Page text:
A new wrinkle in this backup/recovery scenario is the frequent use of remote tape mounting robots and storage systems. A few companies have begun to capitalize on the efficiencies of these devices by directing all of their backup files to a separate, remote (from the home site) automated tape mounting system. The theory being, in a disaster, one need simply empty the contents of the remote storage system and send all the files to the recovery center. In practice, as witnessed during the recent recoveries, this process is more susceptible to error than the old manual process. The reason for this is that there is no oversight in the automated process and without very strict change controls, exits or Job Control Language might be changed to inadvertently route some backup tapes to the wrong storage device. This all happens out of sight and with the speed of light and is particularly difficult to uncover until the actual files are needed in earnest. And all it takes are a few misdirected backup files to ruin an otherwise flawless recovery.

A final lesson regarding companies in earthquake prone areas is the accessibility and transportability of the backup files. The piercing eye of the news camera brought the stark reality of the devastation destruction of Northridge into every living room. It was clear for all to see that the infrastructure of a large segment of the city was severely crippled. Roads and highways, power and water, communications and airports were all curtailed if not halted. This is the environment that planners must continue to envision when they develop a contingency plan, select a location for the storage of their vital records and envision how those records will be transported to the recovery center. Once again, this event pointed out the deficiencies in some of the plans. Vital records vaulters were selected whose own facilities were affected by the event. Communications to vaulting locations are extremely difficult, if not impossible, in the hours immediately after the quake. The inability to provide prompt direction to vaulters delayed the shipment of some sets of vital record from the stricken area.

Alternatives to this serious exposure are many and varied and can easily be implemented, although some may increase the ongoing cost of backing up data. Choosing a vital records repository that is a considerable distance (at least 50 miles) from the data center is one way to assure that the disaster that cripples the center does not also affect the backup files. Even better, choosing a vendor in close proximity to the recovery site not only assures that the same disaster won't strike both but also that the time to retrieve the vital records and send them to the hot site is absolutely minimal. The trade-offs in cost versus benefit, however, must be made for each individual case.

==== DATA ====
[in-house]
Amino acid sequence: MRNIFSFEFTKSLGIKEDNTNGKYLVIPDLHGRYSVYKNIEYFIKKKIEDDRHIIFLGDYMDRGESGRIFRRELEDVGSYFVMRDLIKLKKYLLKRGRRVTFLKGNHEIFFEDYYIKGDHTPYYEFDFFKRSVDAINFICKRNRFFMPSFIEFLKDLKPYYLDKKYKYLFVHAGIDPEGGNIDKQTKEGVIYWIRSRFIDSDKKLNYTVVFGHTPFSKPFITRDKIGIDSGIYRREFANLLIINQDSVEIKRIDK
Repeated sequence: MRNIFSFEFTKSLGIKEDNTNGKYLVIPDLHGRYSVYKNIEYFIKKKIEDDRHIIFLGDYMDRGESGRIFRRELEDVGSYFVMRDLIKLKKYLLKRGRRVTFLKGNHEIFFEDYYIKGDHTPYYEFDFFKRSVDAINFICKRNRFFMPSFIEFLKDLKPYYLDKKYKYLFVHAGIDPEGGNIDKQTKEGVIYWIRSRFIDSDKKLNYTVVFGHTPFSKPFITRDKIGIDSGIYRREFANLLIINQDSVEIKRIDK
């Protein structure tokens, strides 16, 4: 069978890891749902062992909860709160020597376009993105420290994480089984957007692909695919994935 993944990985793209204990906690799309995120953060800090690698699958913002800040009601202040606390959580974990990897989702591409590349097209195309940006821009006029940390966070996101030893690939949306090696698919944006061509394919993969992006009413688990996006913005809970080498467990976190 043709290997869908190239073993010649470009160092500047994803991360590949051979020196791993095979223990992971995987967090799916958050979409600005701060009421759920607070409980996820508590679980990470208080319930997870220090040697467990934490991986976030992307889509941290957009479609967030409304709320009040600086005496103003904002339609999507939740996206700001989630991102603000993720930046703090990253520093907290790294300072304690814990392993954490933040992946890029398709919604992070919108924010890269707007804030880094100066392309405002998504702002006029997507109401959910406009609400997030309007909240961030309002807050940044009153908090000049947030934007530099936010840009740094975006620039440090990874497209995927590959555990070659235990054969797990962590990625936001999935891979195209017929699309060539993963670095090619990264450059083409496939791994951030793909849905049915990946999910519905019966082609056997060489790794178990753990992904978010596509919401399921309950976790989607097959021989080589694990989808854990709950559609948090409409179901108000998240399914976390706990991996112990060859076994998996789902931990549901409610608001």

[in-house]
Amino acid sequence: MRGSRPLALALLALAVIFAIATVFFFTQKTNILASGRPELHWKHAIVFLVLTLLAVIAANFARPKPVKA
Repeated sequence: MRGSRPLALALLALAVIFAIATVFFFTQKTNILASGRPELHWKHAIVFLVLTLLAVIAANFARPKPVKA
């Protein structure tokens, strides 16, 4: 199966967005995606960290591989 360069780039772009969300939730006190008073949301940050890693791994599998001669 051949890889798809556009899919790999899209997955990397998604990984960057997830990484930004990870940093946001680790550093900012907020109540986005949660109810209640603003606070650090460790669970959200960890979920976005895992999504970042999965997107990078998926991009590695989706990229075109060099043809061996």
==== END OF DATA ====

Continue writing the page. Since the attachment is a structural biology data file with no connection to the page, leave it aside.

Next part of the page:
John Nevola is a manager for IBM Business Recovery Services Center.

During the Loma Preita earthquake which struck the San Francisco bay area on October 17, 1989, more than nine billion dollars in damage occurred. Four billion was from property damage, while business interruption damage caused $5 billion in damage.

Much of the damage occurred in areas populated by small businesses. And many of those businesses have found it difficult to recover.

In Santa Cruz, much of a six-block stretch along Front Street and Pacific Avenue was reduced to rubble. A year later, 50-year-old storefronts were propped up with braces, but there were no stores behind them. Damage in the city was estimated at $155 million.

By 1990, only a handful of stores had reopened in the Pacific Garden Mall, which suffered extensive damage.
In San Francisco, the 7.1 earthquake forced numerous businesses to close. Even those which didn't suffer extreme physical damage were closed while officials conducted safety inspections. Many business owners were not allowed in to retrieve paperwork, equipment or anything for several days.

This may have been a contributing factor to the number of small businesses which were forced to close. A San Francisco newspaper estimated that in stricken areas up to 25% of the smaller companies would be forced to close their doors.

A year after the earthquake struck, hundreds of small businesses in the San Francisco area remained boarded up. The plywood storefronts were covered with graffiti.

Though federal and state aid was provided to the area, reconstruction was slowed by bureaucratic delays and seemingly endless feasibility studies. Many small companies could not withstand the delays.

Other factors may have also contributed to small businesses' inability to recover. Most larger businesses have the staff and resources to prepare and recover from disasters.

However, for most small businesses, it's a different story. Many smaller companies do not have the ability to support a fully operational backup site. Therefore, many do not make the attempt even to follow the simplest backup procedures.

Others may implement some type of disaster recovery plan, but lack the manpower to successfully test it.
In addition, if a disaster such as the San Francisco earthquake does occur, there are fewer people employed in smaller businesses to carry out the untested plan. And with fewer employees, there's more likelihood that the employees' personal properties will have suffered damage, causing them to be distracted from the company's needs.

Smaller businesses also are vulnerable to greater damage from business interruption. A large corporation may withstand losses of several days with minimal impact, but for smaller firms this can be devastating, especially if they are competing with larger firms who market similar products.

Small business owners face the incredible task of rebuilding their company as quickly as possible, with fewer resources and manpower. For many, this is an impossible task.

Proper planning can offset the handicap many small business owners face. A good contingency plan pared to the company's needs can be the greatest tool when disaster strikes and can help even the smallest firm recover fully.

Janette Ballman is an editor for Disaster Recovery Journal.

Page 2 of 3